Grow Gorgeous Roses in Pots!

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Do you love the smell of roses? Do you want to be able to enjoy their beauty in your garden but rent or can’t plant them in the ground? If so, then you should consider growing roses in pots!

In this blog post, we will discuss the best way to go about growing roses in pots and containers. We will also provide some tips on how to care for your roses. So, if you are ready to learn more about planting roses in pots, keep reading!

Today we will talk about:

  • Can you grow roses in pots or containers
  • Best pots for growing container roses
  • Planting roses in pots, bare root and potted
  • How often to water roses in containers
  • Caring for roses in Pots
  • Can roses survive winter in pots and containers
  • Common problems of container roses
Graham Thomas David Austin rose,

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Can you Grow Roses in Pots or Containers?

Yes but first of all, consider the rose. You can grow any rose in a pot or container if the pot is large enough but some roses will perform better than others.

Many David Austin roses perform beautifully in pots and I have many English roses growing that way. Some were in the ground and I had to dig them up to save them from the gophers eating them to a nub.

I shared all about that in this post, and how I saved them.

Many people claim that the best roses for pots are miniature roses, groundcover roses, and smaller growing specimens but I have found most shrub roses and Hybrid Tea roses do just fine if given properly sized pots.

David Austin Rose in pot on deck

Best Pots for Roses

So that brings us to choosing the right pot – make sure it has drainage holes and is large enough to accommodate the rosebush.

Choose a container in proportion to the size of your rose—one that is large enough to accommodate the root ball while offering ample room for growth.

Generally, the larger the pot the better because the roots can go deeper, soil temperatures will remain cooler, and the soil will dry out more slowly.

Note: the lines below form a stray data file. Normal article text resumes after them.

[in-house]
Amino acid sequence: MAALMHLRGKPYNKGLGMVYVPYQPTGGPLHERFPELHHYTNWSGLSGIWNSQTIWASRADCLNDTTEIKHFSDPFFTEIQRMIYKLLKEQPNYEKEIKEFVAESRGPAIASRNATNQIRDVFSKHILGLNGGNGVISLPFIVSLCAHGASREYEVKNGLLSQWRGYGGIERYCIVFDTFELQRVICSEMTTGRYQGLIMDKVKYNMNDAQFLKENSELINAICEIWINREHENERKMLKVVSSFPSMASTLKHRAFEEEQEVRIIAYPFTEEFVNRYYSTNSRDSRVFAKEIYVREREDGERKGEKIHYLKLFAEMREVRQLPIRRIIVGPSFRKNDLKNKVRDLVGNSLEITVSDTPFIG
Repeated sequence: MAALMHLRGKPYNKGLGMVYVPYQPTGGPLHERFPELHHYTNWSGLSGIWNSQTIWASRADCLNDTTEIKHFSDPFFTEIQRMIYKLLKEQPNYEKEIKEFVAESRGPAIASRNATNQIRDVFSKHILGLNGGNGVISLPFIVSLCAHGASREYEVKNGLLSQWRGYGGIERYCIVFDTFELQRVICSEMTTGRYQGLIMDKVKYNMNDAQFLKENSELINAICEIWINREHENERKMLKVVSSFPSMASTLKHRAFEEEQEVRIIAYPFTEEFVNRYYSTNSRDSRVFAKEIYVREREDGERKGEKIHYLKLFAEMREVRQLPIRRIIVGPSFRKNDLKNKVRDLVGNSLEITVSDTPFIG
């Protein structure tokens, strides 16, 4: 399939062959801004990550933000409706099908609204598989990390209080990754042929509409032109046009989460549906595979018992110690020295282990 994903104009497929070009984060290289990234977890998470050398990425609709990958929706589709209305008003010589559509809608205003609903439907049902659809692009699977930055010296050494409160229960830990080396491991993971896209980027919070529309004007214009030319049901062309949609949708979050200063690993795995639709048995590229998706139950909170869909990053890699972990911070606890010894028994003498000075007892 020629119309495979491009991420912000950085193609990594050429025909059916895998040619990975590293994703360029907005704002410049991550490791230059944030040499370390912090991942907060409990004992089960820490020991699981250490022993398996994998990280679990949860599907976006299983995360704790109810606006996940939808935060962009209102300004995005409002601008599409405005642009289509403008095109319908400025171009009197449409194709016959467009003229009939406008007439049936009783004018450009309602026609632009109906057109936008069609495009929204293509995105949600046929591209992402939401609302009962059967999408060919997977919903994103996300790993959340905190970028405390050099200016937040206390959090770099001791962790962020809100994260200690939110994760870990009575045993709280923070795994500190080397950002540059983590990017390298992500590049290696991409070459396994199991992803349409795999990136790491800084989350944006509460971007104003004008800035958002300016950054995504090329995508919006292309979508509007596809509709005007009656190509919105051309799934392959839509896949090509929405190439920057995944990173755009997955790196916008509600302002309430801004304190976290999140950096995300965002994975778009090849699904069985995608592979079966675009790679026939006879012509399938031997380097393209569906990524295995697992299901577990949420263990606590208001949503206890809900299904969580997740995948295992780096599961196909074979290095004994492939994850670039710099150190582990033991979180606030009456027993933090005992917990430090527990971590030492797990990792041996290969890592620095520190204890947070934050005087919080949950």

Consider starting with an 18-inch wide pot for shrub or climbing roses. That is the minimum for good growth.

The downside to large pots is that they are heavy, so it’s best to place them where they will remain for the season or on wheeled stands that will allow you to move them easily if you need to.

Queen Elizabeth grandiflora rose,

Here is another nice rule of thumb but nothing is written in stone. Smaller floribundas and polyantha variety roses will do great in a 10-gallon container.

Hybrid tea roses and small to medium-sized shrub roses will prefer a 15-gallon container. Large shrub roses and climbers will like 20 to 30-gallon containers.

That being said, I have climbers in smaller-sized containers and some shrubs so experiment and see what works well for you.

Plastic and resin pots are lighter to move and usually will not shatter in extreme cold.

Terra cotta pots are heavier and can break from the freezing weather so choose well. I love terra cotta and can get away with using them as I don’t get the near-zero temps in winter, usually.

David Austin Rose Boscobel growing in a pot

Planting Roses in Pots

So you have chosen your container and made sure it has adequate drainage. Before adding good quality organic potting soil, I like EB Stones Ednas Best or my own DIY potting soil, you can add a 2-inch layer of perlite. This is optional but I have found it helps.

The best soil for roses in pots is good quality, well-draining, nutrient-dense mix. I prefer organic and the ones I have tested have been the EB Stones Ednas Best and FoxFarms Ocean Forest.

potting soil recipe

DIY Potting Soil

This article shares the DIY potting soil recipe that I use for many of my containers plants, starting my seeds and cuttings.

Add the potting soil to the pot. In this video I share with you how deep I am planting the tree rose and why.

The size of the rose and the roots on it will determine how deep you need to plant your rose in the container.

Planting Bare Root roses in Pots

If planting bare-root, don’t be afraid to trim back some of the roots to help get the rose planted into the container.

This will help stimulate new growth and vigor and won’t hurt the plant. Make sure to spread the roots out over the soil before adding more.

Bareroot tree rose

Planting a Bare Root Rose in a Pot

I show you how I plant a bare root rose in a pot or container one easy step at a time.